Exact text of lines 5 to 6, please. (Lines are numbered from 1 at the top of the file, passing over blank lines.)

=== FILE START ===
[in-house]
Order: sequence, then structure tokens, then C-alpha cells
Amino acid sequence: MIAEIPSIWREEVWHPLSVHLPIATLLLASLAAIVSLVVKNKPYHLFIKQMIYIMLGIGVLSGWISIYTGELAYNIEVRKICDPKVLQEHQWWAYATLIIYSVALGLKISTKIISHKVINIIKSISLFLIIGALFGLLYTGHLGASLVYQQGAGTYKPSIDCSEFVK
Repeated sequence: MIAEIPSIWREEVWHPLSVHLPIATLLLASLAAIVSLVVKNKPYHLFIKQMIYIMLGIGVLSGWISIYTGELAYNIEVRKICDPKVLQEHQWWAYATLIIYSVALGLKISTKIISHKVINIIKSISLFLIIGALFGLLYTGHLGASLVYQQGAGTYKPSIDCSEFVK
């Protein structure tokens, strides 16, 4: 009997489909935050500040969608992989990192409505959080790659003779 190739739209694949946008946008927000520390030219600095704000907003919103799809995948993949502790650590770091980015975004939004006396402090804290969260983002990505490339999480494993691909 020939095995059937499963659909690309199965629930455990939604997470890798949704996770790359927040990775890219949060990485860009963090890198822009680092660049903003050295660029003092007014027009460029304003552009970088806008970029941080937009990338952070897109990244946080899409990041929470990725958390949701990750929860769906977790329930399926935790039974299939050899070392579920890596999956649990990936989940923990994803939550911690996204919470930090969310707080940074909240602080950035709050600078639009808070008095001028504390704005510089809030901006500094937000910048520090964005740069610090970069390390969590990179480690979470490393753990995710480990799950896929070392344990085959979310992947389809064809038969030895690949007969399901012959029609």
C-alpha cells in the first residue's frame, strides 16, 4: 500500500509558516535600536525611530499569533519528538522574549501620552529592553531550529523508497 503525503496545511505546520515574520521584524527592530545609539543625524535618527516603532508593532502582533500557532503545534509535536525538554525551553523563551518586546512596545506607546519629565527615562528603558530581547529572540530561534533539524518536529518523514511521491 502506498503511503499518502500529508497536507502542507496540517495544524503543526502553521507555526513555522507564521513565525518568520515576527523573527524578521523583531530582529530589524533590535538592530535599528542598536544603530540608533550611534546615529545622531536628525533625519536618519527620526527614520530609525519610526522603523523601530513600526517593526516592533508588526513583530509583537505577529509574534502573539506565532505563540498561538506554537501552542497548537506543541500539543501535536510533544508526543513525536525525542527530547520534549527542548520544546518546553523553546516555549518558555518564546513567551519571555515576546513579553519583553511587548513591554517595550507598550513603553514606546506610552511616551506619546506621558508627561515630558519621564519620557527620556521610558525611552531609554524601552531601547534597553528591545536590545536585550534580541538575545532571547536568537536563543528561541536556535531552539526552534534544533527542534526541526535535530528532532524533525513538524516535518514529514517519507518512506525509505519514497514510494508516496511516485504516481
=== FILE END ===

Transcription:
């Protein structure tokens, strides 16, 4: 009997489909935050500040969608992989990192409505959080790659003779 190739739209694949946008946008927000520390030219600095704000907003919103799809995948993949502790650590770091980015975004939004006396402090804290969260983002990505490339999480494993691909 020939095995059937499963659909690309199965629930455990939604997470890798949704996770790359927040990775890219949060990485860009963090890198822009680092660049903003050295660029003092007014027009460029304003552009970088806008970029941080937009990338952070897109990244946080899409990041929470990725958390949701990750929860769906977790329930399926935790039974299939050899070392579920890596999956649990990936989940923990994803939550911690996204919470930090969310707080940074909240602080950035709050600078639009808070008095001028504390704005510089809030901006500094937000910048520090964005740069610090970069390390969590990179480690979470490393753990995710480990799950896929070392344990085959979310992947389809064809038969030895690949007969399901012959029609």
C-alpha cells in the first residue's frame, strides 16, 4: 500500500509558516535600536525611530499569533519528538522574549501620552529592553531550529523508497 503525503496545511505546520515574520521584524527592530545609539543625524535618527516603532508593532502582533500557532503545534509535536525538554525551553523563551518586546512596545506607546519629565527615562528603558530581547529572540530561534533539524518536529518523514511521491 502506498503511503499518502500529508497536507502542507496540517495544524503543526502553521507555526513555522507564521513565525518568520515576527523573527524578521523583531530582529530589524533590535538592530535599528542598536544603530540608533550611534546615529545622531536628525533625519536618519527620526527614520530609525519610526522603523523601530513600526517593526516592533508588526513583530509583537505577529509574534502573539506565532505563540498561538506554537501552542497548537506543541500539543501535536510533544508526543513525536525525542527530547520534549527542548520544546518546553523553546516555549518558555518564546513567551519571555515576546513579553519583553511587548513591554517595550507598550513603553514606546506610552511616551506619546506621558508627561515630558519621564519620557527620556521610558525611552531609554524601552531601547534597553528591545536590545536585550534580541538575545532571547536568537536563543528561541536556535531552539526552534534544533527542534526541526535535530528532532524533525513538524516535518514529514517519507518512506525509505519514497514510494508516496511516485504516481